Musculoskeletal 1. Orthopaedics with JP – occur in theatre on Thursday afternoons. Mr. John Patrikios (JP) who runs these clinics. He doesn’t do trauma cases, and the majority are hip and knee replacements. These are always interesting to watch and be part of. He is quite a philosopher at times and eccentric with his car and pen collection. Very smooth indeed. If you are doing the MSK patient journey, ask the girls at DPU or theatre reception about the lists and see if you can follow that patient from DPU to the operating theatre to recovery and the wards. Then attend their followup a couple of weeks down the track. 2. Fracture clinic – these are held regularly and are rather brief and quick at Wimmera Health Clinic. Sometimes the lists are long and at other times they are short. You will look at X-rays, but may


not get a comprehensive explanation due to the pace of things. This may be the only opportunity you get to practice plastering, the GPs almost never do it. 3. Emergency Department – this is the best place to examine x-rays and relate these to clinical signs/findings. You will encounter a lot of common musculoskeletal conditions especially during sporting seasons (footy season), if you stay on weekends. 4. Ask Reza/Dr. Wilson for a radiology tute if you are still lacking in some x-rays which you haven’t seen. Reza explains things better. 5. Parallel consulting – you will encounter a lot of arthritis and occasionally soft tissue injuries. Great to practice your joint exams.

ELPD 1. Forensics - Dr. Wilson and Dr. Wimbury are the forensic doctors in the community and are involved with police cases. Dr. Wilson deals with child abuse cases and it is worthwhile speaking to him about mandatory reporting. Dr. Wimbury is the prescriber for the police station and anyone they hold in custody. Go with him to the police station for an interesting experience. 2. Theatre time – this is a must for the assignment. Clinical pathways are very useful for this. 3. WestVic division hold a clinical safety meeting annually (equivalent to morbidity and mortality) – this is with local GPs to discuss de-identified cases from local practices/hospitals to improve clinical outcomes. 4. Death certification you can come across at the hospital with the interns/registrars. The hospital does have a morgue, but usually you will not be required to go there unless the registrar needs to cite a body.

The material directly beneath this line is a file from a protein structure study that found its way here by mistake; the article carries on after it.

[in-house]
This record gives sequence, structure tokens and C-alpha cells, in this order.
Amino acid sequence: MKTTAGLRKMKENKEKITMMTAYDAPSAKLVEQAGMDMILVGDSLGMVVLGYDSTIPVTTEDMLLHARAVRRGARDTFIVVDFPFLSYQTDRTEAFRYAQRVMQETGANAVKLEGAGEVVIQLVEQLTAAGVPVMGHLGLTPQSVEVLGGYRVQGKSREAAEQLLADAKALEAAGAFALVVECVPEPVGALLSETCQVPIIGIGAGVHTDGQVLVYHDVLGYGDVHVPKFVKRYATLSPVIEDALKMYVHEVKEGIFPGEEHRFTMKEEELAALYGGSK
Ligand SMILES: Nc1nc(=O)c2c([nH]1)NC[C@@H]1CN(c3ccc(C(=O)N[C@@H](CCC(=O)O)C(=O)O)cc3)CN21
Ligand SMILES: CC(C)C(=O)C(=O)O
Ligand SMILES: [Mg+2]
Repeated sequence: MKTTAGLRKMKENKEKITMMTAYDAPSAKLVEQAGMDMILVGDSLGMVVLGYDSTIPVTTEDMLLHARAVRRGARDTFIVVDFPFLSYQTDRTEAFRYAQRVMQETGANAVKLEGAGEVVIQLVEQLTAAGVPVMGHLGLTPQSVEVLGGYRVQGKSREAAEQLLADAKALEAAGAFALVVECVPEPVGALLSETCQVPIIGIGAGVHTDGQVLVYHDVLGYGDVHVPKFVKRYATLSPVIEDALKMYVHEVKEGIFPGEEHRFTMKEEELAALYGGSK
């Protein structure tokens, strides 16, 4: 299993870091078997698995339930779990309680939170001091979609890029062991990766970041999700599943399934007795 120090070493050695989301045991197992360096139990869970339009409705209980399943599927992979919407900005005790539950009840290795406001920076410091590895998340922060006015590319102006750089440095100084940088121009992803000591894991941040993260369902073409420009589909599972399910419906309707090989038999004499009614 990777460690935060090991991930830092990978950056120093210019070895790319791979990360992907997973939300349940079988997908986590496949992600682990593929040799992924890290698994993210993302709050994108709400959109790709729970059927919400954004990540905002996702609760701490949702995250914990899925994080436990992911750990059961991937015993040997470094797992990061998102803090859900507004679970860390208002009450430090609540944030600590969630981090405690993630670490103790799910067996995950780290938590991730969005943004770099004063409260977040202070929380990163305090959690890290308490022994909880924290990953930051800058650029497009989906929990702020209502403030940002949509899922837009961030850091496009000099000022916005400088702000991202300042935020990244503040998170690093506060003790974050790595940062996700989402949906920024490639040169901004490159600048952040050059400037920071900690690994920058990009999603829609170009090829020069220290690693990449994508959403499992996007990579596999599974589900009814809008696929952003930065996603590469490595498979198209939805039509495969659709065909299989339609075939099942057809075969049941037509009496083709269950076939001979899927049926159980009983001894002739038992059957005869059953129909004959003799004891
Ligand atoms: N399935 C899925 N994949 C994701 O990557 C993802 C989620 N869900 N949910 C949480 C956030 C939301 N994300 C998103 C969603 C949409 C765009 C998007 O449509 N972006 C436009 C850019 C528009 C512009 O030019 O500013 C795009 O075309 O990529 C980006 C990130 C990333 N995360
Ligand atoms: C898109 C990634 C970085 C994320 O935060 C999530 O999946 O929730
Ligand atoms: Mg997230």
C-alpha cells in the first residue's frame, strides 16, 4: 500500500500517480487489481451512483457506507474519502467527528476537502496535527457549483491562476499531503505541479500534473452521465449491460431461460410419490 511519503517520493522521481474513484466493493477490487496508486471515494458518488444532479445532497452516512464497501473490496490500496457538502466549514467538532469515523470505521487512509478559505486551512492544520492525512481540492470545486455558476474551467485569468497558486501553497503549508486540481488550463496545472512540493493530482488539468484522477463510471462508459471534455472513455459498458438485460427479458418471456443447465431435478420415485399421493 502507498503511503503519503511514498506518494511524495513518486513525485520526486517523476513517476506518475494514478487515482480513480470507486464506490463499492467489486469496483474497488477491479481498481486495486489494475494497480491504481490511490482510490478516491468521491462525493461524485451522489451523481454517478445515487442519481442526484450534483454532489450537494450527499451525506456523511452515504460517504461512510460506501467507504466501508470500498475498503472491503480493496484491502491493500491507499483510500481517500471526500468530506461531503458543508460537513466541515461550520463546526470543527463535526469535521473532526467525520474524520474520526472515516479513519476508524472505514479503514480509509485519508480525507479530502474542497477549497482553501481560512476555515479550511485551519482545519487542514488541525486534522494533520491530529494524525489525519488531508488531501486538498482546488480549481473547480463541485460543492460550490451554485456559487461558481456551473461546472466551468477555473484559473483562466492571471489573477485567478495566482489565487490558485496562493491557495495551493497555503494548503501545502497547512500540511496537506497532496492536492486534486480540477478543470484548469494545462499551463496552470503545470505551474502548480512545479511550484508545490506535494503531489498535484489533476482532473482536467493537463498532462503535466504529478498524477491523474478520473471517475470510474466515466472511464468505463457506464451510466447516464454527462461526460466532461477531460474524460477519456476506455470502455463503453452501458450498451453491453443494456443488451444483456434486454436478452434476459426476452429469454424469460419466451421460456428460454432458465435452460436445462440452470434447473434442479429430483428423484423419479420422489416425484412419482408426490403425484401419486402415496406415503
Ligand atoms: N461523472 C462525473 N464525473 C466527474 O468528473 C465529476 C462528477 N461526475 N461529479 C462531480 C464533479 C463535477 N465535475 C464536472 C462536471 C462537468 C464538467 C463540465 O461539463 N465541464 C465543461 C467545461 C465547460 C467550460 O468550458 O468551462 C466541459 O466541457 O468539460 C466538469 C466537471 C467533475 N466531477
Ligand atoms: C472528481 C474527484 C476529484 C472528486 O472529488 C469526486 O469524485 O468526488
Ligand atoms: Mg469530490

DPCI 1. Kim Galpin is the AHLO - Aboriginal peoples’ hospital liaison officer, make an appointment with him in his office and talk about Aboriginal peoples’ affairs and their role in the hospital. He also runs cultural safety workshops during intern orientation during the year. 2. Goolum Goolum Co-Op – is the local co-op, I’m not too sure how to get involved with their services, but Bree Dare was involved with women’s business over there and had a good experience. 3. GP referrals – there will be a lot of these. Be on your feet and follow the ones you admit to the hospital and track their progress (useful for continuity of care). 4. Field Days – a lot of fun to go to and experience and you may come across something to write about for your farmer’s health wiki. 5. Wiki’s – get on top of these before exams. A lot of us didn’t know until it was too late last year and therefore had a lot to juggle during the exam period and get feedback (although not always helpful). The punishment is a workshop held after exams and the rewriting of unsatisfactory wiki (at least it was for us).